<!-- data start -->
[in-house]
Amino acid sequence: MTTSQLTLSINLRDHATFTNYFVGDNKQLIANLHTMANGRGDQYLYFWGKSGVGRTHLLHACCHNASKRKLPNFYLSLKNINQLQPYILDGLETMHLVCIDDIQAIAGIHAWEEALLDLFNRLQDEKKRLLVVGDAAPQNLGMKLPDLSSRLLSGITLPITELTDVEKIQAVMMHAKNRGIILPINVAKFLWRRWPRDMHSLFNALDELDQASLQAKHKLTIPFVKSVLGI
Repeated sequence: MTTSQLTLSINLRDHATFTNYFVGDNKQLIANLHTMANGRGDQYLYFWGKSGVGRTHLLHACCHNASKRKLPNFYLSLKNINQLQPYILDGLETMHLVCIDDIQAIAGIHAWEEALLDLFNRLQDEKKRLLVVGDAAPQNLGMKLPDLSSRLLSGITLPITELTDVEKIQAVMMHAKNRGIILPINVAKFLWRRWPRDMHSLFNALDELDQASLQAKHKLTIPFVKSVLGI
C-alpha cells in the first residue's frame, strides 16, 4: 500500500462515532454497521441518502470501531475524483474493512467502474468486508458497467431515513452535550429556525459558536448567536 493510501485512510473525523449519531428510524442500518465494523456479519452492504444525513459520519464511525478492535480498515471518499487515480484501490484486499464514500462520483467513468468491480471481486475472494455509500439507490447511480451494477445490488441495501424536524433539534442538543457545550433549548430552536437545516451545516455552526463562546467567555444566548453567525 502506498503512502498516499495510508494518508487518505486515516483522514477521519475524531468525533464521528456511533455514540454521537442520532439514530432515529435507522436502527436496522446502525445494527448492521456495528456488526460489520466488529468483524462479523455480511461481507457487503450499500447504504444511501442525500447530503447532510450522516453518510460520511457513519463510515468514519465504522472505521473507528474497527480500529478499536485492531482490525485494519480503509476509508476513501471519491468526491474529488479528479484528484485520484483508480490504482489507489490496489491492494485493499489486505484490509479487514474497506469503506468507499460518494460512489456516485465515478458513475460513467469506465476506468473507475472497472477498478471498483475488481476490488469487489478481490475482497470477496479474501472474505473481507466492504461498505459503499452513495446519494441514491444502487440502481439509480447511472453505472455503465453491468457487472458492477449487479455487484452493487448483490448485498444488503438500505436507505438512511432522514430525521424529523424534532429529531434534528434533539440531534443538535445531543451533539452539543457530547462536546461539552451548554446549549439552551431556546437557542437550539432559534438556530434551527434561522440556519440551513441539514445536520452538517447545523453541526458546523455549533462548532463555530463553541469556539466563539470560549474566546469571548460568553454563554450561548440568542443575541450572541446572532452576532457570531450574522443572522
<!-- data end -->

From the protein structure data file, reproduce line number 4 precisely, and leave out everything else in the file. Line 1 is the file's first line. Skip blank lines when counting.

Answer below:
C-alpha cells in the first residue's frame, strides 16, 4: 500500500462515532454497521441518502470501531475524483474493512467502474468486508458497467431515513452535550429556525459558536448567536 493510501485512510473525523449519531428510524442500518465494523456479519452492504444525513459520519464511525478492535480498515471518499487515480484501490484486499464514500462520483467513468468491480471481486475472494455509500439507490447511480451494477445490488441495501424536524433539534442538543457545550433549548430552536437545516451545516455552526463562546467567555444566548453567525 502506498503512502498516499495510508494518508487518505486515516483522514477521519475524531468525533464521528456511533455514540454521537442520532439514530432515529435507522436502527436496522446502525445494527448492521456495528456488526460489520466488529468483524462479523455480511461481507457487503450499500447504504444511501442525500447530503447532510450522516453518510460520511457513519463510515468514519465504522472505521473507528474497527480500529478499536485492531482490525485494519480503509476509508476513501471519491468526491474529488479528479484528484485520484483508480490504482489507489490496489491492494485493499489486505484490509479487514474497506469503506468507499460518494460512489456516485465515478458513475460513467469506465476506468473507475472497472477498478471498483475488481476490488469487489478481490475482497470477496479474501472474505473481507466492504461498505459503499452513495446519494441514491444502487440502481439509480447511472453505472455503465453491468457487472458492477449487479455487484452493487448483490448485498444488503438500505436507505438512511432522514430525521424529523424534532429529531434534528434533539440531534443538535445531543451533539452539543457530547462536546461539552451548554446549549439552551431556546437557542437550539432559534438556530434551527434561522440556519440551513441539514445536520452538517447545523453541526458546523455549533462548532463555530463553541469556539466563539470560549474566546469571548460568553454563554450561548440568542443575541450572541446572532452576532457570531450574522443572522